yeh I wouldn't bet on 3A. but you don't need much at 1MHz, a similar sized coilcraft of that value is rated for 5A The markings on the diode on the ones I have leads to a datasheet that says 3A average The IC is an MP1584, rated at 4A So it doesn't look totally hopeless -Lasse
Reply by John Larkin February 7, 20152015-02-07
On Sat, 7 Feb 2015 10:27:19 -0800 (PST), "John Miles, KE5FX"
<jmiles@gmail.com> wrote:

>On Saturday, February 7, 2015 at 9:22:38 AM UTC-8, John Larkin wrote: >> Who makes decent SPI programmable attenuators? I need DC to, say, 300 >> MHz or better. > >My jellybean SPI attenuator of choice is the Mini-Circuits DAT-15R5-SP+. As usual, it's specified to work down to DC as long as your definition of DC is 0V. :( Also as usual, the data sheet tells you nothing about how it actually works.
Good grief, does no one at MiniCircuits proofread their data sheets? It's a mess. The requirement that the inputs be AC coupled, or held at ground, and that the max input limit is -0.3 volts, is interesting. That conflicts with the 24 dBm rating. Typical RF specmanship.
> >It'd be nice if someone built a digital pot like the AD5260 with response into the VHF range. I'm not sure why those have such a low 3 dB bandwidth. > >-- john, KE5FX
I think most of those are CMOS string dac architectures, nice and linear and monotonic but fundamentally slow. An n-bit unit has 2^n resistors and switches. -- John Larkin Highland Technology, Inc picosecond timing laser drivers and controllers jlarkin att highlandtechnology dott com http://www.highlandtechnology.com
Reply by Phil Hobbs February 7, 20152015-02-07
On 2/7/2015 3:20 PM, Lasse Langwadt Christensen wrote:
> Den l&#2013266168;rdag den 7. februar 2015 kl. 21.11.08 UTC+1 skrev Phil Hobbs: >> On 2/7/2015 3:00 PM, John Larkin wrote: >>> On Sat, 07 Feb 2015 14:34:35 -0500, Phil Hobbs >>> <hobbs@electrooptical.net> wrote: >>> >>>> On 2/7/2015 12:28 PM, John Larkin wrote: >>>>> On Sat, 07 Feb 2015 09:22:37 -0800, John Larkin >>>>> <jlarkin@highlandtechnology.com> wrote: >>>>> >>>>>> Who makes decent SPI programmable attenuators? I need DC to, say, 300 >>>>>> MHz or better. >>>>> >>>>> Well, I did find this... >>>>> >>>>> http://www.triquint.com/products/d/DOC-A-00000718 >>>>> >>>>> It's sure easy to program. >>>>> >>>>> >>>> ;) >>>> >>>> These RF bods can't be expected to use zero-ohm resistors like the rest >>>> of us. >>> >>> Nor can they be bothered to reveal the DC behavior of their parts. >>> >>>> >>>> I've recently started putting zero-ohm resistors between linear >>>> regulators and their output reservoir caps. One recent test board had >>>> all the inverse-parallel diodes in backwards, leading to putting +15.5 V >>>> on the MCU's VDD pin. Too bad, so sad. >>> >>> I never put reverse diodes across voltage regulators, and haven't >>> suffered. >>> >>> I go try to remember to put 0R or milliohm resistors in series with >>> regulators, so we can measure the currents. Sometimes it's good to >>> know that stuff, like FPGA core power, for future reference. >>> >>> >>>> >>>> The other good thing about that is that if the regulator has any >>>> stability issues (e.g. an LM1117 with a big polymer aluminum output cap) >>>> I can just put N milliohms in series and fix it. >>> >>> I generally use tantalums on an 1117 output, voltage derated 2:1 or >>> so. That seems to be very stable. We avoid wet aluminum lytics, >>> because the ESR skyrockets below 0C. >> >> Yup. I've been using AlPo caps there lately, because it helps prevent >> low-frequency crosstalk between different things hung off the same >> supply rail. >> >>> >>>> >>>> In hand-wired protos, I always wire and test the supplies first, then >>>> finish up. >>> >>> Yeah, my protos sometimes include regulators, so that I don't need six >>> bench supplies. >> >> My standard is a 16-19V laptop power brick, with LM78XXes and LM2594s >> applied as necessary. >> > > for protos and one-ofs i sue something like this: > > http://www.ebay.co.uk/itm/281474876609 > > hard to beat the price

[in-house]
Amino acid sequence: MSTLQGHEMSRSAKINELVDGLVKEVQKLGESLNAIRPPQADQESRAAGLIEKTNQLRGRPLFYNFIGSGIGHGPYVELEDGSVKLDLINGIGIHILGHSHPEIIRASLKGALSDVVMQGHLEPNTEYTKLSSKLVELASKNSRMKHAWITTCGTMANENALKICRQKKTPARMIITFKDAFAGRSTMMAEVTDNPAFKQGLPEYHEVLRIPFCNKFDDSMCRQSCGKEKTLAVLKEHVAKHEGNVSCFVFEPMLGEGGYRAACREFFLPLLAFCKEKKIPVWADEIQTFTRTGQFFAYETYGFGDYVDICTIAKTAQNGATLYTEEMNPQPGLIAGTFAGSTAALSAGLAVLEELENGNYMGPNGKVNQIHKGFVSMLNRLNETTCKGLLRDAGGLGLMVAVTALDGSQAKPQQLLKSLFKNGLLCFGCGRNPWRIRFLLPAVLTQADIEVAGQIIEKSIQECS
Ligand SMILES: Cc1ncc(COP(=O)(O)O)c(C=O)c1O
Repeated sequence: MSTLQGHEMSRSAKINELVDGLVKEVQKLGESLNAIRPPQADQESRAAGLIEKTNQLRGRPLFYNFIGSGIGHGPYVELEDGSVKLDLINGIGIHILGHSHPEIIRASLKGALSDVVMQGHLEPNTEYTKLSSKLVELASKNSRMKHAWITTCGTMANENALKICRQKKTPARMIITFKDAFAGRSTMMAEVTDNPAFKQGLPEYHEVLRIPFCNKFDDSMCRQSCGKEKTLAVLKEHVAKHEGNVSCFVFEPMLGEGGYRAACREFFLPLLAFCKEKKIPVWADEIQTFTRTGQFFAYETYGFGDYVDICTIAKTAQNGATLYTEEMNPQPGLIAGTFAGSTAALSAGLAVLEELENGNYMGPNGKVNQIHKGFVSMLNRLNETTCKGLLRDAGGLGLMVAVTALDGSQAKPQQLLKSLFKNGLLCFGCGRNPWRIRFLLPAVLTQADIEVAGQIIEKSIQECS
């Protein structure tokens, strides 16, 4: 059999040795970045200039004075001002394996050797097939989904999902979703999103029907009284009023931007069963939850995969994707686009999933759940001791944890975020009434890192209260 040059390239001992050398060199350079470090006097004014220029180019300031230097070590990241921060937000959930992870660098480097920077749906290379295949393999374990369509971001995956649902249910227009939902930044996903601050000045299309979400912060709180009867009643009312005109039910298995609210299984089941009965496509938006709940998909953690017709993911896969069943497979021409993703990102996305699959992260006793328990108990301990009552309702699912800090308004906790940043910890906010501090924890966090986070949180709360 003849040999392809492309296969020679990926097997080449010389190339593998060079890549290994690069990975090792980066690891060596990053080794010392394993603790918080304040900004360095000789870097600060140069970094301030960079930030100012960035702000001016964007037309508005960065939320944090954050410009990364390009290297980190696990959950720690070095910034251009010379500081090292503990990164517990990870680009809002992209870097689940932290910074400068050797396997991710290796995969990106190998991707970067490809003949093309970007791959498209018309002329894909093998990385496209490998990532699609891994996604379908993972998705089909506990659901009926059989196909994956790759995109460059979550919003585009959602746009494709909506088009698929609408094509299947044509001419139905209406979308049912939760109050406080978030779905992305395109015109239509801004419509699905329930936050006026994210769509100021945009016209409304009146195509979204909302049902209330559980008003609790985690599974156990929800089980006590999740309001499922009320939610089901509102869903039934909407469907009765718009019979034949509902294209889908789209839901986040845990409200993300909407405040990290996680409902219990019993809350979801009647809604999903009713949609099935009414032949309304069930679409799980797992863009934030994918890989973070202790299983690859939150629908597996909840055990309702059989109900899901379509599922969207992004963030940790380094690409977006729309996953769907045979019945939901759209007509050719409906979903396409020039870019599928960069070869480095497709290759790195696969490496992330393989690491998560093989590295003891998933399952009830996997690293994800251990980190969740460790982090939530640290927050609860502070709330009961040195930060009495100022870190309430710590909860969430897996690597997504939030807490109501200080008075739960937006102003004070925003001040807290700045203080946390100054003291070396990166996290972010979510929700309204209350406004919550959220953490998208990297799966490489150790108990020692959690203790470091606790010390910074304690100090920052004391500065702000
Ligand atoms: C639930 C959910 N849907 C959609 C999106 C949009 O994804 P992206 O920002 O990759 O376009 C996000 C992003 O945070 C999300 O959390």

That's because they left out the inductor. ;) I've used similar things in the past. Most of the Chinese ones work okay if you derate them by a factor of 2 or 3 in current. (They always cheap out on the inductor like that.) My stuff usually has a lot of sensitive analogue sections, so I use a lot of toroids, especially in protos. Cheers Phil Hobbs -- Dr Philip C D Hobbs Principal Consultant ElectroOptical Innovations LLC Optics, Electro-optics, Photonics, Analog Electronics 160 North State Road #203 Briarcliff Manor NY 10510 hobbs at electrooptical dot net http://electrooptical.net
Reply by Lasse Langwadt Christensen February 7, 20152015-02-07
Den l&#2013266168;rdag den 7. februar 2015 kl. 21.11.08 UTC+1 skrev Phil Hobbs: